There are several methods used to produce synthetic diamond. The original method uses high pressure and high temperature (HPHT) and is still widely used because of its relatively low cost. The process involves large presses that can weigh hundreds of tons to produce a pressure of 5 GPa at 1500 °C. The second method, using chemical vapor deposition (CVD), creates a carbon plasma over a substrate onto which the carbon atoms deposit to form diamond. Other methods include explosive formation (forming detonation nanodiamonds) and sonication of graphite solutions.
High pressure, high temperature
Schematic of a belt press
In the HPHT method, there are three main press designs used to supply the pressure and temperature necessary to produce synthetic diamond: the belt press, the cubic press and the split-sphere (BARS) press. Diamond seeds are placed at the bottom of the press. The internal part of press is heated above 1400 °C and melts the solvent metal. The molten metal dissolves the high purity carbon source, which is then transported to the small diamond seeds and precipitates, forming a large synthetic diamond.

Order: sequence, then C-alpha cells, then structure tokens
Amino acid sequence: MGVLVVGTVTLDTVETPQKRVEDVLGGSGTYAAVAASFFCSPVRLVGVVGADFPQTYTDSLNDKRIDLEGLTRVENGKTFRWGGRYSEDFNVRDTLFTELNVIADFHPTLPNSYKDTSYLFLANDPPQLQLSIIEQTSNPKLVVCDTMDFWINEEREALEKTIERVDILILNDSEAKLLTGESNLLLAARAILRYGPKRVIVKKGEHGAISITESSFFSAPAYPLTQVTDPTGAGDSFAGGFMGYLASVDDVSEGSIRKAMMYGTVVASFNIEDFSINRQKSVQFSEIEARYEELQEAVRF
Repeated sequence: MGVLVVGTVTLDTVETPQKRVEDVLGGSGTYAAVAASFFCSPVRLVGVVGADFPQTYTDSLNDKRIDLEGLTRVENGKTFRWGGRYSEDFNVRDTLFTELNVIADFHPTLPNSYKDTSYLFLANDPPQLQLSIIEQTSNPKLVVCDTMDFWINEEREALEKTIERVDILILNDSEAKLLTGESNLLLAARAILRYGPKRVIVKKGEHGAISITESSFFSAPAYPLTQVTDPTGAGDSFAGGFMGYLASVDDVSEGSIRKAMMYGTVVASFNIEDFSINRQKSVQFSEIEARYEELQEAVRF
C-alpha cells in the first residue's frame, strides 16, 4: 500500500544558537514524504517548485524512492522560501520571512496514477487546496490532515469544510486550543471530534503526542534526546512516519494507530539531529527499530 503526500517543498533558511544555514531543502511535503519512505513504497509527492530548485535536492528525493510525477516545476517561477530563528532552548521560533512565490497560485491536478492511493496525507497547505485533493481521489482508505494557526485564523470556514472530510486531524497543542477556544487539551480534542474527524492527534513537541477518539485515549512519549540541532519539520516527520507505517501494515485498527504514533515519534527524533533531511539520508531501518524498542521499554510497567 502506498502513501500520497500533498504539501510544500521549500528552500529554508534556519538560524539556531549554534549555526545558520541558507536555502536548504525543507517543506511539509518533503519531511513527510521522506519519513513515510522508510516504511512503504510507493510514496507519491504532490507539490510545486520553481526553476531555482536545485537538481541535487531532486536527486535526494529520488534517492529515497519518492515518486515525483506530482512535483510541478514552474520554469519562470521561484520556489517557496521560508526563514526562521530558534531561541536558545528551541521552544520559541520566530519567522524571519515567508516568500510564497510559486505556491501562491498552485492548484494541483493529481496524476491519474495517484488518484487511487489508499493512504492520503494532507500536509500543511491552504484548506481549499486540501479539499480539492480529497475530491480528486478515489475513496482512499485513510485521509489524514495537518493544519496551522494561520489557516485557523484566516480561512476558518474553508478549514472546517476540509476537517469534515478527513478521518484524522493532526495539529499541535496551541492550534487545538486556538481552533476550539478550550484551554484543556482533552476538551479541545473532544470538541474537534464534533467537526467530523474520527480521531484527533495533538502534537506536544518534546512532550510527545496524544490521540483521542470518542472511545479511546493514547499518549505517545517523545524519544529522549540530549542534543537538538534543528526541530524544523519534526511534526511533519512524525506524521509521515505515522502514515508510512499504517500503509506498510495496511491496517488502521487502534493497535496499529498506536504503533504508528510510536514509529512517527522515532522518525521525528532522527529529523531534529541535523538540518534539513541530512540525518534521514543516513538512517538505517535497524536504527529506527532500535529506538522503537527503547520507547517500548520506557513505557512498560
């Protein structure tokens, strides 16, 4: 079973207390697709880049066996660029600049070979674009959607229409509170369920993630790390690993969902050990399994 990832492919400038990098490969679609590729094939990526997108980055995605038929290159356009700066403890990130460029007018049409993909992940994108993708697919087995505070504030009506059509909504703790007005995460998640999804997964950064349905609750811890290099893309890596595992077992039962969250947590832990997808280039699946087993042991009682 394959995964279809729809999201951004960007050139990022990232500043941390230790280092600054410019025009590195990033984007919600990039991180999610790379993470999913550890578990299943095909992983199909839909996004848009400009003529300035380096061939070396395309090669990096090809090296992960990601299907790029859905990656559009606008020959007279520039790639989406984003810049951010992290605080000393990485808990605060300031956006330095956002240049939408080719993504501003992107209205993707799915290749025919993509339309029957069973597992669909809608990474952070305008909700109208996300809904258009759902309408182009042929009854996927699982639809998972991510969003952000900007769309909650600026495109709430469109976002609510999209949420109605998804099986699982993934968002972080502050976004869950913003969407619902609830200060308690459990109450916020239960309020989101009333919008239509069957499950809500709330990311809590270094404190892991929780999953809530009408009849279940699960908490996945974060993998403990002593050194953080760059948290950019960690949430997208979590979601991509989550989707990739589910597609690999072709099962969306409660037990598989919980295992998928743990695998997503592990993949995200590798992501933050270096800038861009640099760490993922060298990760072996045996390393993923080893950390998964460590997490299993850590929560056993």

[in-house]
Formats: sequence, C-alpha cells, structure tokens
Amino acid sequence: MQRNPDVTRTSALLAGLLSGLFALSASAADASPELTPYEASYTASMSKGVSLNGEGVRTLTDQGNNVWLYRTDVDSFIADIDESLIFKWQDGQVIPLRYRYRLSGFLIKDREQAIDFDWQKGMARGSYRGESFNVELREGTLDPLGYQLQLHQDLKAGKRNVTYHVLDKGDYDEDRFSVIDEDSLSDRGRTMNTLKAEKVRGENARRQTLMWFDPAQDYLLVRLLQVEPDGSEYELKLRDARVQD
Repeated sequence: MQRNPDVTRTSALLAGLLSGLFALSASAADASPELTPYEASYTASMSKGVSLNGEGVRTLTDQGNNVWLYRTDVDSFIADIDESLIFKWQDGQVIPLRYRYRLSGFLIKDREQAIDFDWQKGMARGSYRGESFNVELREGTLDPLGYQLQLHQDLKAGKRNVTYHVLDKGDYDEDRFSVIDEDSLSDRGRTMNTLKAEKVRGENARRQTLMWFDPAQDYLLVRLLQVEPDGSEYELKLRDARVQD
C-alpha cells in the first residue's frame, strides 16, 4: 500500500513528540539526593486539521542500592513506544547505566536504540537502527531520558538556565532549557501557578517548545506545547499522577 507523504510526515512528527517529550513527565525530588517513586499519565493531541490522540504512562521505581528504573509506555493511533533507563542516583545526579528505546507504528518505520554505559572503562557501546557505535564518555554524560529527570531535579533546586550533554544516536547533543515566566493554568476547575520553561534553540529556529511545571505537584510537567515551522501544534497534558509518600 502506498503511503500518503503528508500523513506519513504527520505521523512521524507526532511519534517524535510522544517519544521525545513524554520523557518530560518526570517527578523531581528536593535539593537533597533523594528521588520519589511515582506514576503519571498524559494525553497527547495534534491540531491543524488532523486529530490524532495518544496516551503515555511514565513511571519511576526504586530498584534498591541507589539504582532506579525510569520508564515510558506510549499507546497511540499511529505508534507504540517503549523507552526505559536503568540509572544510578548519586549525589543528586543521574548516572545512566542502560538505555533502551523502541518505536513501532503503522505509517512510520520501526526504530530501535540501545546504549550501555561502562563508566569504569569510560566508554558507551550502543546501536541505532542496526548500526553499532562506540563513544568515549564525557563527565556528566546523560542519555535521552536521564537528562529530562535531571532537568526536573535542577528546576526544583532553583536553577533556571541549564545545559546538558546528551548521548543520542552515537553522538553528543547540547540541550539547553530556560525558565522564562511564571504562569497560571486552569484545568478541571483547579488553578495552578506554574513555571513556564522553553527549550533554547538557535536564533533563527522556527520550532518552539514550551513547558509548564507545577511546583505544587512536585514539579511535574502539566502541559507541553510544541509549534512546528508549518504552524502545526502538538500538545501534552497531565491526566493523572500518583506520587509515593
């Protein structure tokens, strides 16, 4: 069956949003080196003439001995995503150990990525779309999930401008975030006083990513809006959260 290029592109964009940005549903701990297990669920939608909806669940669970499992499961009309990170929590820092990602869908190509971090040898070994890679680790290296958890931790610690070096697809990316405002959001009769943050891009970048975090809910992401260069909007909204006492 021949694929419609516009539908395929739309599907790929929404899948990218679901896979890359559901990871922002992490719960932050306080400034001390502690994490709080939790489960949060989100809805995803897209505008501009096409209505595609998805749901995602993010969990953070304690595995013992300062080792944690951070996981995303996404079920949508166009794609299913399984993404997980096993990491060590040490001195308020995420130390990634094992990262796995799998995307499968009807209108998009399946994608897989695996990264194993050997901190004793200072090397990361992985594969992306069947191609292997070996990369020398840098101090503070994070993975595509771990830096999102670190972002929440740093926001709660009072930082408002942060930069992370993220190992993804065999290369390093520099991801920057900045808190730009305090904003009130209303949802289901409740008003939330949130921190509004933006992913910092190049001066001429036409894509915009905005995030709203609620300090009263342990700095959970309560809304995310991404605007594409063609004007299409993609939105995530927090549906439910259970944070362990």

The original GE invention by Tracy Hall uses the belt press wherein the upper and lower anvils supply the pressure load to a cylindrical inner cell. This internal pressure is confined radially by a belt of pre-stressed steel bands. The anvils also serve as electrodes providing electric current to the compressed cell. A variation of the belt press uses hydraulic pressure, rather than steel belts, to confine the internal pressure. Belt presses are still used today, but they are built on a much larger scale than those of the original design.